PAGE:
Eyes tends to do a lot of stuff and try to carry the story’s tension, emotion, and/or conflict. This includes the word “gaze” “stare” “look” “glance” “saw” and so on. Search for those words including “eyes” and find something new or some unique way to present what is needed for the character to ascertain.



The word “felt” is often overused. If it’s important enough to tell the reader how the character felt, don’t write “He felt sad.” Show us using as many senses as you can.



Hearing is a necessary sense and is often underused. What a character hears versus what is actually presented is a great way to reveal character. We often hear one thing, but understand it as something else.



Another underused sense. Clichés like “acrid” and “metal” when indicating a taste of blood don’t help your story. Be bold. Make your reader taste it.



Probably the most underused sense in fiction and yet, memories made from smell last the longest in us humans. Every place has it’s own smell—clean or dirty—and the reader needs to smell what the POV character smells. The musty smell of dirty laundry overflowing across the room. The dank smell of rotting wood. The sting of too much pepper. The brain freeze of a cold drink, the resulting smell of whatever the drink is in the nose. His scent of aftershave reminded her of a vacation in the Alps and all that went with it.


Word bank

Before starting that draft, whichever draft it is, make a list of power words concerning your scene and characters.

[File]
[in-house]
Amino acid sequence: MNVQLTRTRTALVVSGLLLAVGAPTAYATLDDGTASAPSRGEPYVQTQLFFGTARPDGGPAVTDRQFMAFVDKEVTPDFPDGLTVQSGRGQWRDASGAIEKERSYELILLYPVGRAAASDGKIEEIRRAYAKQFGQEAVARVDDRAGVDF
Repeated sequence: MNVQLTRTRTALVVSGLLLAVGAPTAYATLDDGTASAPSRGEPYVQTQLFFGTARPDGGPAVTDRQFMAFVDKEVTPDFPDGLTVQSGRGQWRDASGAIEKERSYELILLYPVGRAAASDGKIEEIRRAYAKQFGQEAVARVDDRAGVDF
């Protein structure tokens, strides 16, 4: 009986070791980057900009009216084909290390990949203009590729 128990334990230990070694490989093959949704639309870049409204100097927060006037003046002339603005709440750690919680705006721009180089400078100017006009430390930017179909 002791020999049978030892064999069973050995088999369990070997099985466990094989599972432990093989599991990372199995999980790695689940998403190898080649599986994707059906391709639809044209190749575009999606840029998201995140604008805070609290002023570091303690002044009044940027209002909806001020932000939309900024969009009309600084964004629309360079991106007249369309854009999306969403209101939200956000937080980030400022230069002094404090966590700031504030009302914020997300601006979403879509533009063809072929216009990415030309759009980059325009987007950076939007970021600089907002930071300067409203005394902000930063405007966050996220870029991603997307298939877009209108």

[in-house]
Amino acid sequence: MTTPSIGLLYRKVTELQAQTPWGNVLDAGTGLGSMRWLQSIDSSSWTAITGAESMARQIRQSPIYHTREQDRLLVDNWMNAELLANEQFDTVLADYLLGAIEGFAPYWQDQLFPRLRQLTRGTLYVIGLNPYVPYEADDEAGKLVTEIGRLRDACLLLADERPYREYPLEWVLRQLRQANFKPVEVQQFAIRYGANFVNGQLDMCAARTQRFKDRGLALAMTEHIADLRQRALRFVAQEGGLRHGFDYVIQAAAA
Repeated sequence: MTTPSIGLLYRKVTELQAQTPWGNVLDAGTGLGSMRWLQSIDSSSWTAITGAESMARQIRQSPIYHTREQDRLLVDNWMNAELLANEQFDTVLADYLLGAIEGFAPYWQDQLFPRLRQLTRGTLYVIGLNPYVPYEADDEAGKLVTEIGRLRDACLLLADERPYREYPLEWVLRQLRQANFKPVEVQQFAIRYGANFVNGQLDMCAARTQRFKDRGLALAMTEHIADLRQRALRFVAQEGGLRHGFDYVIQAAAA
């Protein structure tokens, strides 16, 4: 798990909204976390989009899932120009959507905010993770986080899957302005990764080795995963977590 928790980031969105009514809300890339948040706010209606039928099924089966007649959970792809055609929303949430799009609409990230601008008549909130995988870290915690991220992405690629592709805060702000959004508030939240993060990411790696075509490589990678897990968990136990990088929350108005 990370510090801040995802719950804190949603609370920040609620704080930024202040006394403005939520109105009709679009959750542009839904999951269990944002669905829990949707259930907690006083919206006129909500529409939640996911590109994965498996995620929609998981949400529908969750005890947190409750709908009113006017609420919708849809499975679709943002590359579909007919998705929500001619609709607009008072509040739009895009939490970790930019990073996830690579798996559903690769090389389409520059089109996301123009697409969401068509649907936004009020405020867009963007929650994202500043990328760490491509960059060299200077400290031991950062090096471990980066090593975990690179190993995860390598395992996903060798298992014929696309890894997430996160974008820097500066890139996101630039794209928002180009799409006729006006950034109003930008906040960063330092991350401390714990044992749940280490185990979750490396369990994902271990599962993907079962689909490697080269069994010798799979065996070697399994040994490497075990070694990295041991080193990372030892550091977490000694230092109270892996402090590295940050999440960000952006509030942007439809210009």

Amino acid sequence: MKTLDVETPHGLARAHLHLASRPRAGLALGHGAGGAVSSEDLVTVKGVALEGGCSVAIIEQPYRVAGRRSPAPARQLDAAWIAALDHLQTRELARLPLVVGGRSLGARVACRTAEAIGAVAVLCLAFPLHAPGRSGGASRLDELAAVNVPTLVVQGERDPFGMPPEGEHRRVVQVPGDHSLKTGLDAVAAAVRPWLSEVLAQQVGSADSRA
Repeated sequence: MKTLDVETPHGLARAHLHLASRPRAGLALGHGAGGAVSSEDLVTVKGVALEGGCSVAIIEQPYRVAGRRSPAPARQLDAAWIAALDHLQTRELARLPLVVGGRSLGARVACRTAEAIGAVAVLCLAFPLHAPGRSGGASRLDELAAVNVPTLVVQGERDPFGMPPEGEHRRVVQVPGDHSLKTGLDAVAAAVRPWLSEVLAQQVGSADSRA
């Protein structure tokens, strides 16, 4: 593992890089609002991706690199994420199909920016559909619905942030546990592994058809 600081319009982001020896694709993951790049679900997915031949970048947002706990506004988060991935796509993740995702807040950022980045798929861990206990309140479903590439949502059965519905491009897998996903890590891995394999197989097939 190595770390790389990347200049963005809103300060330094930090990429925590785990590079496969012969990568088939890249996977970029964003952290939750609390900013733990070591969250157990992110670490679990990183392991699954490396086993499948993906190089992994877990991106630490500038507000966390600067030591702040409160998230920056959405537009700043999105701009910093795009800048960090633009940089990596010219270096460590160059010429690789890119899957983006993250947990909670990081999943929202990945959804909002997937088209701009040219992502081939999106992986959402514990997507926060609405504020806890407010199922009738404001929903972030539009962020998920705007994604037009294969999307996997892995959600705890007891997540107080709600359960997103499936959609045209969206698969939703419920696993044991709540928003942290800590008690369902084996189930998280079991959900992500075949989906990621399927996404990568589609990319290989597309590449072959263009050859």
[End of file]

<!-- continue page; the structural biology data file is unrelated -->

Power words are those words you may or may not use but that are more active, vivid, descriptive, and improve your writing by using them.

In Scrivener, I put them in the notes section on the right before writing my scene. In Word, open a second doc file to keep beside the one you are writing in. However I do my list of power words, I keep it open and visible while I’m writing or editing that draft.

Brainstorm words on paper if you want and put the relevant words in your note file. This is a great place to work on the power sensory words as well.

Not everything you write will go in your story.

If I’m writing a speculative fiction story, perhaps I’d brainstorm words like:

engorged, amorphous, porcelain, rigid, porous, sheen, luminous, irised, and so on.

Of course, I went through several words not worth keeping in my power word list. Lame words that, in comparison to the words I wrote, are lackluster and vague.

Some words I don’t want in my story are words like “came,” “went,” “pretty,” “big,” “little,” “tall,” “ugly”, “angry,” “very,” “almost,” “nearly,” and not very often do I want verbs like “was” and “were,” and so on.

Poetry is like prose, but more succinct. It puts in a few lines what we put in novels. Poetry is sparse where prose is expansive.

Yet they both have the same intention: to present something to the reader that is unique in some way, something that affects the reader through emotion, adventure, and wonder.


Give poetry workshops a try. Affect your reader like a poet. Give them the beauty of language presented as story.

Check out her upcoming workshop — Edit Like a Pro: Digging the dirt out of your draft – starting Oct 29, 2018


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Pat Hauldren is a speculative fiction writer in Grand Prairie, Texas, USA. Pat publishes nonfiction and fiction and teaches writing workshops around the world.


Her latest short story, “The Near Girl’s Gift,” is published in the anthology Short & Twisted Christmas Tales. Find Pat online at